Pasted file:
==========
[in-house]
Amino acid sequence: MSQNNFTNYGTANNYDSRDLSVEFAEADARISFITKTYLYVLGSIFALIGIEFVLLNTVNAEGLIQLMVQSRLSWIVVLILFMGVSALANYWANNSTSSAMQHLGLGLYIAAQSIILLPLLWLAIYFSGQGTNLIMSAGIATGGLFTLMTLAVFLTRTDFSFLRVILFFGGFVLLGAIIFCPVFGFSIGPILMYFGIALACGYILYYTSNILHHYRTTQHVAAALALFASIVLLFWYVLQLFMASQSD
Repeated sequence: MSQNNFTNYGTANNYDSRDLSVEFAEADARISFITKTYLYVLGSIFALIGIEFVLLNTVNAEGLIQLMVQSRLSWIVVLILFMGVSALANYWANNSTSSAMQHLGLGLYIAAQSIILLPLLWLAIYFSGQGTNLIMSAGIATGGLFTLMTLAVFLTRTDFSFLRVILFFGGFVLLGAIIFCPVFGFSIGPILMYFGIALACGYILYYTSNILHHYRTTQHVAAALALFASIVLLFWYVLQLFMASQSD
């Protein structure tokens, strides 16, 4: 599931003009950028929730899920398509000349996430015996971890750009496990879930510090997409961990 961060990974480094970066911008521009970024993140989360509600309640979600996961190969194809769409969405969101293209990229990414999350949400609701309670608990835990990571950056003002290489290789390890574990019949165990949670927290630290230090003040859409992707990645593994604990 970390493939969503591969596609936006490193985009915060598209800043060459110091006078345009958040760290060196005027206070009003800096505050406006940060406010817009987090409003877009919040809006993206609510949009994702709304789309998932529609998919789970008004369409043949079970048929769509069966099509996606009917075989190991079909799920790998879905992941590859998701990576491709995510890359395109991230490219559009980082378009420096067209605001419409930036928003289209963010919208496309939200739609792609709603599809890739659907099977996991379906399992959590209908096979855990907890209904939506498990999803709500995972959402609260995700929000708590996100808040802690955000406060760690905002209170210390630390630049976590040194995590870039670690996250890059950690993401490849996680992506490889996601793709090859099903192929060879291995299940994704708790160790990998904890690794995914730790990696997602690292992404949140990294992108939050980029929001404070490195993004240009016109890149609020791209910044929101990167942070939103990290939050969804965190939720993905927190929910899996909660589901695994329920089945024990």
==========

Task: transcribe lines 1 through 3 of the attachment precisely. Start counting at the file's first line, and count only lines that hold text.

[in-house]
Amino acid sequence: MSQNNFTNYGTANNYDSRDLSVEFAEADARISFITKTYLYVLGSIFALIGIEFVLLNTVNAEGLIQLMVQSRLSWIVVLILFMGVSALANYWANNSTSSAMQHLGLGLYIAAQSIILLPLLWLAIYFSGQGTNLIMSAGIATGGLFTLMTLAVFLTRTDFSFLRVILFFGGFVLLGAIIFCPVFGFSIGPILMYFGIALACGYILYYTSNILHHYRTTQHVAAALALFASIVLLFWYVLQLFMASQSD
Repeated sequence: MSQNNFTNYGTANNYDSRDLSVEFAEADARISFITKTYLYVLGSIFALIGIEFVLLNTVNAEGLIQLMVQSRLSWIVVLILFMGVSALANYWANNSTSSAMQHLGLGLYIAAQSIILLPLLWLAIYFSGQGTNLIMSAGIATGGLFTLMTLAVFLTRTDFSFLRVILFFGGFVLLGAIIFCPVFGFSIGPILMYFGIALACGYILYYTSNILHHYRTTQHVAAALALFASIVLLFWYVLQLFMASQSD